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<!-- IQ_complex_Signal_Tutorial --> | <!-- IQ_complex_Signal_Tutorial --> | ||

− | This tutorial originates from discussions on discuss-gnuradio@gnu.org. We will explain why simulating digital communications requires equivalent baseband representation of | + | This tutorial originates from discussions on discuss-gnuradio@gnu.org. We will explain why simulating digital communications requires equivalent baseband representation of signal which in fact are complex signals. For this unique reason, complex signals are essential in GNURadio. |

− | This tutorial is also intended for non | + | This tutorial is also intended for non specialist, it involves as little maths as possible and present most results with GNURadio flowgraph. Some examples involving simple modulation scheme used in HAM radio are presented. Whilst introducing complex signal can be seen as increasing complexity, we will see that it drastically simplify studying impairment such as synchronization. |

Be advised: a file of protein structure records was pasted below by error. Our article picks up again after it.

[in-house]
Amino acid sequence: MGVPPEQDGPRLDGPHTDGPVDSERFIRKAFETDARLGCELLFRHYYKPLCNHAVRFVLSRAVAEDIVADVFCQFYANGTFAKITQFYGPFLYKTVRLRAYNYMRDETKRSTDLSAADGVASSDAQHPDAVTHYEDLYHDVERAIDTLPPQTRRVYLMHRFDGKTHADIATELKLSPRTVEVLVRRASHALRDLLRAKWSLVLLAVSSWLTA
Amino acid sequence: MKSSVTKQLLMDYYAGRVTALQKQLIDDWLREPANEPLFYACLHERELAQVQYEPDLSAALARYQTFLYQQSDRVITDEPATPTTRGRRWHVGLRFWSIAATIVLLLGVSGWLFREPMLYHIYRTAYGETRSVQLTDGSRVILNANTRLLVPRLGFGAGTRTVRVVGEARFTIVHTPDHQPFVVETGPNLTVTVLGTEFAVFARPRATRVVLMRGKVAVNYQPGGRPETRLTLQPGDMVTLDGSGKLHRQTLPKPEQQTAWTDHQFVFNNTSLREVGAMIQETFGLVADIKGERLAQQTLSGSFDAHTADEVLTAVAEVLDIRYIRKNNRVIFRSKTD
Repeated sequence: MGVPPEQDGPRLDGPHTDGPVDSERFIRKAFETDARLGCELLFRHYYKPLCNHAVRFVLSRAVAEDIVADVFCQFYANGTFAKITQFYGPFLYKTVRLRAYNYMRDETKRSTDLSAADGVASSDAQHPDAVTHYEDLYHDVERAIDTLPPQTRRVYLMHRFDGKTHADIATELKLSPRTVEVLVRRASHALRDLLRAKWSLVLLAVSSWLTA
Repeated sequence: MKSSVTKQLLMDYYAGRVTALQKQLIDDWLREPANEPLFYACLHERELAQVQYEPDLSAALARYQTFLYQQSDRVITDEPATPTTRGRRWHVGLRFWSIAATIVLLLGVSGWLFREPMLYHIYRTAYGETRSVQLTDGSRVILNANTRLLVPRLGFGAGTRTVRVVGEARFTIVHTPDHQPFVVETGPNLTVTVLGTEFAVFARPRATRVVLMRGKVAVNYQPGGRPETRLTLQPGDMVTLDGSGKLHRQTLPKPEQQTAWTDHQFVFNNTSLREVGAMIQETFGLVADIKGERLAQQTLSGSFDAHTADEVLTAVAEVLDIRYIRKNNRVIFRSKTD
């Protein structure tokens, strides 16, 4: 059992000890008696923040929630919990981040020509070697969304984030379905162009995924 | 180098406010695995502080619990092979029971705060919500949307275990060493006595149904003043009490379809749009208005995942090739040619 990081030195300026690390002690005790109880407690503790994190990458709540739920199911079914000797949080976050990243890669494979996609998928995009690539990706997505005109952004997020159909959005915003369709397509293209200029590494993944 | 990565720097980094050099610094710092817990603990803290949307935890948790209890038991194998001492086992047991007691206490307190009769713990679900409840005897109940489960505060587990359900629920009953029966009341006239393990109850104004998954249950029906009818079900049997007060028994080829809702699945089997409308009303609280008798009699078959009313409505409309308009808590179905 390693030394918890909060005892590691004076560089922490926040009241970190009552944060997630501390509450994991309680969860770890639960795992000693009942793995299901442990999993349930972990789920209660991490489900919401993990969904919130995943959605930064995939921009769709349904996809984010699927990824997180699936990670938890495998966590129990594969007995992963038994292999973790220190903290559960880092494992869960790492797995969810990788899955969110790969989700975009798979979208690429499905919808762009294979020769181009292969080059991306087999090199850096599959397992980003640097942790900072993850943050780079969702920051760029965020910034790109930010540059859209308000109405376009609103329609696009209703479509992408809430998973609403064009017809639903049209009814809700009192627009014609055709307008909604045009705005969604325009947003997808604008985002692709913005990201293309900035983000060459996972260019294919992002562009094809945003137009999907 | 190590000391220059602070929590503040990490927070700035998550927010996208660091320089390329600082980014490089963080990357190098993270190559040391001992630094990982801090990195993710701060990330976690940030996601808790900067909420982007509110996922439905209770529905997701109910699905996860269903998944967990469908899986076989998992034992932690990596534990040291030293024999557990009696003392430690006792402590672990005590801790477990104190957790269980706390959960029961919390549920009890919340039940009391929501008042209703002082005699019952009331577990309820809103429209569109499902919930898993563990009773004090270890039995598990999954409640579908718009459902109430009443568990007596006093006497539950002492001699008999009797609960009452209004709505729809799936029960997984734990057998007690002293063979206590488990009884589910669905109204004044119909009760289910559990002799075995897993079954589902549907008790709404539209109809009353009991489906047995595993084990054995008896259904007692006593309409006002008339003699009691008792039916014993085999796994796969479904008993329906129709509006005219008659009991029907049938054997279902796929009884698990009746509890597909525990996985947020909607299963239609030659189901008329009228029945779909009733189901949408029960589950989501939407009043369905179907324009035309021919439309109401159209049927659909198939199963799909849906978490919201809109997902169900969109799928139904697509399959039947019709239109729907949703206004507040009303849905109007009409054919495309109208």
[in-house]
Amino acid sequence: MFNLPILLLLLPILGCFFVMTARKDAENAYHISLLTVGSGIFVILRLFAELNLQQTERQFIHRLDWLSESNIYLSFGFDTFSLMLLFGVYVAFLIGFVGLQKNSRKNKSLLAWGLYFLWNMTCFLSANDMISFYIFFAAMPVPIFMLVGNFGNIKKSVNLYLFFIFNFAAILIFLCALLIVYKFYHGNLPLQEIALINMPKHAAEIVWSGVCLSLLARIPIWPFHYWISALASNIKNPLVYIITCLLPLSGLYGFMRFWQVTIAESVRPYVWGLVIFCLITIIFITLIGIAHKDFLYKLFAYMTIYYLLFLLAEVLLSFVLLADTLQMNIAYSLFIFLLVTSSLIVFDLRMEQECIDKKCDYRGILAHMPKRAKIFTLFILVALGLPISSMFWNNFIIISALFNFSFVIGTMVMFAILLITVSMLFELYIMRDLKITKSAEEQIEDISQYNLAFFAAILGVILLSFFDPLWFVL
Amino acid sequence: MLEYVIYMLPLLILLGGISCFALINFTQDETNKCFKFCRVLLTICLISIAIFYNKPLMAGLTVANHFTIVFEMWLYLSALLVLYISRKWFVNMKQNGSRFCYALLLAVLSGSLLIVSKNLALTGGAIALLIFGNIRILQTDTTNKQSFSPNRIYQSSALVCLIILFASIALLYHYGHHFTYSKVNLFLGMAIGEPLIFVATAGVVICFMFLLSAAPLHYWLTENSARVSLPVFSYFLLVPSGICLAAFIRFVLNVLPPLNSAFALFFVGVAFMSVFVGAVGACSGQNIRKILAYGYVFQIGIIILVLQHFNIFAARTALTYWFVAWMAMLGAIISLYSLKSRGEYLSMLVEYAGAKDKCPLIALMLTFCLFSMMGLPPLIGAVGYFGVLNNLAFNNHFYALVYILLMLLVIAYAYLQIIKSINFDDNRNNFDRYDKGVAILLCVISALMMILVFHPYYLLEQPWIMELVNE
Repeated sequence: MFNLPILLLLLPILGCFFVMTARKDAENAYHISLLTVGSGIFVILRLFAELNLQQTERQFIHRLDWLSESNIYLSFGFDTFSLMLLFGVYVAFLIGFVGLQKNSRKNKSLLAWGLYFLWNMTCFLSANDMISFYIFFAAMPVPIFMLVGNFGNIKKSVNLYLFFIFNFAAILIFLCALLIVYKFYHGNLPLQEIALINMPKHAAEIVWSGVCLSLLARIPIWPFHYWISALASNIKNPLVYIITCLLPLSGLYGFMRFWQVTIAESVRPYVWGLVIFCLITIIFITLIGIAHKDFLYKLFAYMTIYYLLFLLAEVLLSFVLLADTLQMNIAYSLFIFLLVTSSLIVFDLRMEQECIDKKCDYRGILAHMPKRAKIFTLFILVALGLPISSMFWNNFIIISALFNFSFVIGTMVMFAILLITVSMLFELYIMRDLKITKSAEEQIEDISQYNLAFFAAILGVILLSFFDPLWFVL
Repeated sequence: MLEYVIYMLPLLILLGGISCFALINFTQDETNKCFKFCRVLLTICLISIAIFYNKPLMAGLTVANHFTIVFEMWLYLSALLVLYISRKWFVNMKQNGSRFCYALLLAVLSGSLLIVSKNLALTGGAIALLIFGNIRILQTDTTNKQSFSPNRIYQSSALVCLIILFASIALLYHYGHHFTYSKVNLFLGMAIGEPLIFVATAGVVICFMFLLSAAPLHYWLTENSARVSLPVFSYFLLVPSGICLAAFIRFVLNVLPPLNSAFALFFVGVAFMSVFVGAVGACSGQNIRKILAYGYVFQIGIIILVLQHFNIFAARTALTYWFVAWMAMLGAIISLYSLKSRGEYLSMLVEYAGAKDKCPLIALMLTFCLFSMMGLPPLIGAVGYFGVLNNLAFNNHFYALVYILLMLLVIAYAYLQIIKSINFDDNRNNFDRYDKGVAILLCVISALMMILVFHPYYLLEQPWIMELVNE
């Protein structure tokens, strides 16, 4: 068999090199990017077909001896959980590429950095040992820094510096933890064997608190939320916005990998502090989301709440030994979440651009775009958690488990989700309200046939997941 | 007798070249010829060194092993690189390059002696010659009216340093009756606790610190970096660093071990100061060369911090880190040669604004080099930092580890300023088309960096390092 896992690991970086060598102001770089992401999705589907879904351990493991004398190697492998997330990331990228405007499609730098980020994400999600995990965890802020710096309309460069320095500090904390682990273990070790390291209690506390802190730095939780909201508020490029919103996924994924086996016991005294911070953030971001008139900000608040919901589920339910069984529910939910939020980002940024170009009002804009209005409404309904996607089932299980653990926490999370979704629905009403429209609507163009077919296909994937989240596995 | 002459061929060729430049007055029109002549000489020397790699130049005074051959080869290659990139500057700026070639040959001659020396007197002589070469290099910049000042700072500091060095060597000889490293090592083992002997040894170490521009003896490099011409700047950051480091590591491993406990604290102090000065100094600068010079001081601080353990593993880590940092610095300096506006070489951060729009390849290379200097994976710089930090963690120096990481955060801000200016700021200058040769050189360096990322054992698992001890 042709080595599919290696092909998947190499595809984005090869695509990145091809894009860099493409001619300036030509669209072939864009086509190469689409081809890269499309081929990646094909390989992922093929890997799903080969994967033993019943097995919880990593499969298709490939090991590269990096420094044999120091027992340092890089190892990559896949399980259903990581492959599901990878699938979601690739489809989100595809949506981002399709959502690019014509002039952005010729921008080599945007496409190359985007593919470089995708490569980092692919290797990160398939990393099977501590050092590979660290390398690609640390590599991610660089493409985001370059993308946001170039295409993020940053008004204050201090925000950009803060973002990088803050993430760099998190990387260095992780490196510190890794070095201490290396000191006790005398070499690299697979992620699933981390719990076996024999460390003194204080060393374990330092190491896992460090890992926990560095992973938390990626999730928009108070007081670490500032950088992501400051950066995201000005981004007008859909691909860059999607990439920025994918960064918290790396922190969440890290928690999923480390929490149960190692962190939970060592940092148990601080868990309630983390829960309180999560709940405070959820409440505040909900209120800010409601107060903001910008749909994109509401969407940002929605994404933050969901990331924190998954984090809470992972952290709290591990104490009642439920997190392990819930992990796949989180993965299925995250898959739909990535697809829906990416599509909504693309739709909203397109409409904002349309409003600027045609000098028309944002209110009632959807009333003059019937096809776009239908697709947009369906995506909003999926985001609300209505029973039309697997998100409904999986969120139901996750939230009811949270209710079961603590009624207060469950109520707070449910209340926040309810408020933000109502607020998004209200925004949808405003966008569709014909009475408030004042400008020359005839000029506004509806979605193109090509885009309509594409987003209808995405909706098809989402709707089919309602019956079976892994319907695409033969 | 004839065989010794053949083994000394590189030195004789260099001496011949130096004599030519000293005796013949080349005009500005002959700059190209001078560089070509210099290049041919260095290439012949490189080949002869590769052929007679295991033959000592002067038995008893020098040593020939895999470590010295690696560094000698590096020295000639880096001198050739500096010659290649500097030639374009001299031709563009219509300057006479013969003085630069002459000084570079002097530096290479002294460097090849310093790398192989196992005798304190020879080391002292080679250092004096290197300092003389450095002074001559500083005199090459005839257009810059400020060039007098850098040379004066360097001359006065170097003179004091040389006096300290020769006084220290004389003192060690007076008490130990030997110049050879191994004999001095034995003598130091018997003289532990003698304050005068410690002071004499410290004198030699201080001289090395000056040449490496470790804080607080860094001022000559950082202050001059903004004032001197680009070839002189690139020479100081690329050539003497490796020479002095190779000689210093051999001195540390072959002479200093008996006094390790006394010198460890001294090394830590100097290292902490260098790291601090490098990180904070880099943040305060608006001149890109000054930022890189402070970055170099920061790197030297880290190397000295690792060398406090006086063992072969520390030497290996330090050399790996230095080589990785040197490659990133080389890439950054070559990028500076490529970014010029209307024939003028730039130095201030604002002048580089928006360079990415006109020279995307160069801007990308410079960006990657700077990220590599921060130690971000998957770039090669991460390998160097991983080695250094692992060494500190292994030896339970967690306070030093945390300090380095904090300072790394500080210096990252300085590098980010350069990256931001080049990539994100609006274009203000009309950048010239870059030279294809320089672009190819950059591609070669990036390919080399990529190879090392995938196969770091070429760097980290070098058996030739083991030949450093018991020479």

− | If you are searching for more detailed information | + | If you are searching for more detailed information please refer to corresponding literature such as references [[#ancre1|[1]]],[[#ancre2|[2]]],[[#ancre3|[3]]]. |

== Some maths == | == Some maths == | ||

− | This section | + | This section summarize complex numbers properties used in this tutorial. More information can be found on |

[[wikipedia: Complex number|complex number Wikipedia page]]. | [[wikipedia: Complex number|complex number Wikipedia page]]. | ||

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: <math>r=|z|=\sqrt{a^2+b^2}</math> | : <math>r=|z|=\sqrt{a^2+b^2}</math> | ||

− | The phase φ of ''z'' | + | The phase φ of ''z'' mathematically referred to as the argument is the angle of the radius Oz with the positive real axis. |

: <math>\phi=\arg(z)=\arctan(b/a) </math> (for a≠0) | : <math>\phi=\arg(z)=\arctan(b/a) </math> (for a≠0) | ||